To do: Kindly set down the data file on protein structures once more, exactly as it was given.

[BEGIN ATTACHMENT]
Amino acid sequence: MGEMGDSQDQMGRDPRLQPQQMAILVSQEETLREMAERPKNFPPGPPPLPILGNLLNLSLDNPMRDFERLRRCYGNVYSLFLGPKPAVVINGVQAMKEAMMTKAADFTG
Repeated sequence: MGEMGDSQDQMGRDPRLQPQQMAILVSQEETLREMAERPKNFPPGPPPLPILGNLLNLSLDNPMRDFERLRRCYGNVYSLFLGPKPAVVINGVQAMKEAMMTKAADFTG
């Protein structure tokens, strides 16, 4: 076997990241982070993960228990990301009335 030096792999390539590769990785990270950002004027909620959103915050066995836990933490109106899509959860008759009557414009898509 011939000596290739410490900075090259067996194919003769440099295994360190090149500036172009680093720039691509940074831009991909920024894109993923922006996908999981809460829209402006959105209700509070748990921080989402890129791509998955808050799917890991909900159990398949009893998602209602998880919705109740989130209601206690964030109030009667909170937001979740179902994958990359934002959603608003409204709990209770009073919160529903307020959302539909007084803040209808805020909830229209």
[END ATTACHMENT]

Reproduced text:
Amino acid sequence: MGEMGDSQDQMGRDPRLQPQQMAILVSQEETLREMAERPKNFPPGPPPLPILGNLLNLSLDNPMRDFERLRRCYGNVYSLFLGPKPAVVINGVQAMKEAMMTKAADFTG
Repeated sequence: MGEMGDSQDQMGRDPRLQPQQMAILVSQEETLREMAERPKNFPPGPPPLPILGNLLNLSLDNPMRDFERLRRCYGNVYSLFLGPKPAVVINGVQAMKEAMMTKAADFTG
């Protein structure tokens, strides 16, 4: 076997990241982070993960228990990301009335 030096792999390539590769990785990270950002004027909620959103915050066995836990933490109106899509959860008759009557414009898509 011939000596290739410490900075090259067996194919003769440099295994360190090149500036172009680093720039691509940074831009991909920024894109993923922006996908999981809460829209402006959105209700509070748990921080989402890129791509998955808050799917890991909900159990398949009893998602209602998880919705109740989130209601206690964030109030009667909170937001979740179902994958990359934002959603608003409204709990209770009073919160529903307020959302539909007084803040209808805020909830229209």